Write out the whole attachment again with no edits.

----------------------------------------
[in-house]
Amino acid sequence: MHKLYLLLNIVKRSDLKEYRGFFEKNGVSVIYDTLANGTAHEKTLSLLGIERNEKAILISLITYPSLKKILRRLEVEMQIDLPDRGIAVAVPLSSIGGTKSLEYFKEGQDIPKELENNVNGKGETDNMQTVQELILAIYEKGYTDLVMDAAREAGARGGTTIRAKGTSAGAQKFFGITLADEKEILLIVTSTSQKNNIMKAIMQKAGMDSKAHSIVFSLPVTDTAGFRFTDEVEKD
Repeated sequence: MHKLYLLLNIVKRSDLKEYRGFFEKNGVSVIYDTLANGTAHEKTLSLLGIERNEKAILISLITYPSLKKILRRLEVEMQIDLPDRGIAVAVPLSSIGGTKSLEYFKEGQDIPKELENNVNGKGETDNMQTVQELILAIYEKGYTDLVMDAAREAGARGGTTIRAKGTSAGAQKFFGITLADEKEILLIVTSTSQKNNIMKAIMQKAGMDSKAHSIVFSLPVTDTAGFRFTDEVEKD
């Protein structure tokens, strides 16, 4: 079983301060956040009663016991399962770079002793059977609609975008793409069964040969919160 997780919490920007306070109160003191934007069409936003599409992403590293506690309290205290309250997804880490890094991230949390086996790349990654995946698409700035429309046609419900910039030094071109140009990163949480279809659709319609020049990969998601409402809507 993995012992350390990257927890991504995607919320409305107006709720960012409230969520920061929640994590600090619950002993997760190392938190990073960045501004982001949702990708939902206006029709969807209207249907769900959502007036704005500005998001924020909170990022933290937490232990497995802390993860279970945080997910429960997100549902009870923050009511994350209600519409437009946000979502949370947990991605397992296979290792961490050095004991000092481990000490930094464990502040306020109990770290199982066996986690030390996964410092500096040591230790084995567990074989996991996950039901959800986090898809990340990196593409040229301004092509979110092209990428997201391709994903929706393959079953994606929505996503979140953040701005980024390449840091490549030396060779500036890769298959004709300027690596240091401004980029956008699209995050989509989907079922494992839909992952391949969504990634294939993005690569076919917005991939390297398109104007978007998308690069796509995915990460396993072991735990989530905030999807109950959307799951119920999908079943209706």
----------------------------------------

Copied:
[in-house]
Amino acid sequence: MHKLYLLLNIVKRSDLKEYRGFFEKNGVSVIYDTLANGTAHEKTLSLLGIERNEKAILISLITYPSLKKILRRLEVEMQIDLPDRGIAVAVPLSSIGGTKSLEYFKEGQDIPKELENNVNGKGETDNMQTVQELILAIYEKGYTDLVMDAAREAGARGGTTIRAKGTSAGAQKFFGITLADEKEILLIVTSTSQKNNIMKAIMQKAGMDSKAHSIVFSLPVTDTAGFRFTDEVEKD
Repeated sequence: MHKLYLLLNIVKRSDLKEYRGFFEKNGVSVIYDTLANGTAHEKTLSLLGIERNEKAILISLITYPSLKKILRRLEVEMQIDLPDRGIAVAVPLSSIGGTKSLEYFKEGQDIPKELENNVNGKGETDNMQTVQELILAIYEKGYTDLVMDAAREAGARGGTTIRAKGTSAGAQKFFGITLADEKEILLIVTSTSQKNNIMKAIMQKAGMDSKAHSIVFSLPVTDTAGFRFTDEVEKD
């Protein structure tokens, strides 16, 4: 079983301060956040009663016991399962770079002793059977609609975008793409069964040969919160 997780919490920007306070109160003191934007069409936003599409992403590293506690309290205290309250997804880490890094991230949390086996790349990654995946698409700035429309046609419900910039030094071109140009990163949480279809659709319609020049990969998601409402809507 993995012992350390990257927890991504995607919320409305107006709720960012409230969520920061929640994590600090619950002993997760190392938190990073960045501004982001949702990708939902206006029709969807209207249907769900959502007036704005500005998001924020909170990022933290937490232990497995802390993860279970945080997910429960997100549902009870923050009511994350209600519409437009946000979502949370947990991605397992296979290792961490050095004991000092481990000490930094464990502040306020109990770290199982066996986690030390996964410092500096040591230790084995567990074989996991996950039901959800986090898809990340990196593409040229301004092509979110092209990428997201391709994903929706393959079953994606929505996503979140953040701005980024390449840091490549030396060779500036890769298959004709300027690596240091401004980029956008699209995050989509989907079922494992839909992952391949969504990634294939993005690569076919917005991939390297398109104007978007998308690069796509995915990460396993072991735990989530905030999807109950959307799951119920999908079943209706």